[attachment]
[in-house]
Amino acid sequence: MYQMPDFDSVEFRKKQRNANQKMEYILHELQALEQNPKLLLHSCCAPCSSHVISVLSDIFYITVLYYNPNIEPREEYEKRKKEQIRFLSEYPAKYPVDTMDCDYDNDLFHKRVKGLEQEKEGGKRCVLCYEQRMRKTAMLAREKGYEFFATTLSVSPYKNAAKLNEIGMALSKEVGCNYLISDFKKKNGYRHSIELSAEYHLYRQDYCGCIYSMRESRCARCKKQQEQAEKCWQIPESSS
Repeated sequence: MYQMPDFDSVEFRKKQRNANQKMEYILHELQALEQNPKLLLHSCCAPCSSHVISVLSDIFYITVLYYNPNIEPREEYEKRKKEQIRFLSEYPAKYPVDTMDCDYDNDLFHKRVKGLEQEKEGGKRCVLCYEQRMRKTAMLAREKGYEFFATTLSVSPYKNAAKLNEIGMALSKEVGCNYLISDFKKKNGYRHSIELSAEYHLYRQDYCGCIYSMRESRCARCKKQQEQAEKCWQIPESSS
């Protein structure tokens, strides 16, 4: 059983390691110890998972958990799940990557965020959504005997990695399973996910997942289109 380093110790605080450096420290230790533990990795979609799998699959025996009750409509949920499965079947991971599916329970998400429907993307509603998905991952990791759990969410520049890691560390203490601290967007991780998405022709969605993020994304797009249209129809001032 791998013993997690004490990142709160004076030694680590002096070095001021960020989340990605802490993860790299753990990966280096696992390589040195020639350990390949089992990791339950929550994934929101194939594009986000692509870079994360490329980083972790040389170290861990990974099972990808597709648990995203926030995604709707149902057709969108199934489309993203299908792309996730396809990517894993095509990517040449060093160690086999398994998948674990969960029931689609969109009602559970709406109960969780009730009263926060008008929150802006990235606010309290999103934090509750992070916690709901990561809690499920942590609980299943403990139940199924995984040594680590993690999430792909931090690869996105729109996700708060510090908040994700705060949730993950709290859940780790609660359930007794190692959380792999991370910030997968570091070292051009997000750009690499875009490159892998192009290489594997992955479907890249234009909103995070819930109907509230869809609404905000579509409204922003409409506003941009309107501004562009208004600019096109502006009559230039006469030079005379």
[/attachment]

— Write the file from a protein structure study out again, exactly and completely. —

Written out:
[in-house]
Amino acid sequence: MYQMPDFDSVEFRKKQRNANQKMEYILHELQALEQNPKLLLHSCCAPCSSHVISVLSDIFYITVLYYNPNIEPREEYEKRKKEQIRFLSEYPAKYPVDTMDCDYDNDLFHKRVKGLEQEKEGGKRCVLCYEQRMRKTAMLAREKGYEFFATTLSVSPYKNAAKLNEIGMALSKEVGCNYLISDFKKKNGYRHSIELSAEYHLYRQDYCGCIYSMRESRCARCKKQQEQAEKCWQIPESSS
Repeated sequence: MYQMPDFDSVEFRKKQRNANQKMEYILHELQALEQNPKLLLHSCCAPCSSHVISVLSDIFYITVLYYNPNIEPREEYEKRKKEQIRFLSEYPAKYPVDTMDCDYDNDLFHKRVKGLEQEKEGGKRCVLCYEQRMRKTAMLAREKGYEFFATTLSVSPYKNAAKLNEIGMALSKEVGCNYLISDFKKKNGYRHSIELSAEYHLYRQDYCGCIYSMRESRCARCKKQQEQAEKCWQIPESSS
């Protein structure tokens, strides 16, 4: 059983390691110890998972958990799940990557965020959504005997990695399973996910997942289109 380093110790605080450096420290230790533990990795979609799998699959025996009750409509949920499965079947991971599916329970998400429907993307509603998905991952990791759990969410520049890691560390203490601290967007991780998405022709969605993020994304797009249209129809001032 791998013993997690004490990142709160004076030694680590002096070095001021960020989340990605802490993860790299753990990966280096696992390589040195020639350990390949089992990791339950929550994934929101194939594009986000692509870079994360490329980083972790040389170290861990990974099972990808597709648990995203926030995604709707149902057709969108199934489309993203299908792309996730396809990517894993095509990517040449060093160690086999398994998948674990969960029931689609969109009602559970709406109960969780009730009263926060008008929150802006990235606010309290999103934090509750992070916690709901990561809690499920942590609980299943403990139940199924995984040594680590993690999430792909931090690869996105729109996700708060510090908040994700705060949730993950709290859940780790609660359930007794190692959380792999991370910030997968570091070292051009997000750009690499875009490159892998192009290489594997992955479907890249234009909103995070819930109907509230869809609404905000579509409204922003409409506003941009309107501004562009208004600019096109502006009559230039006469030079005379």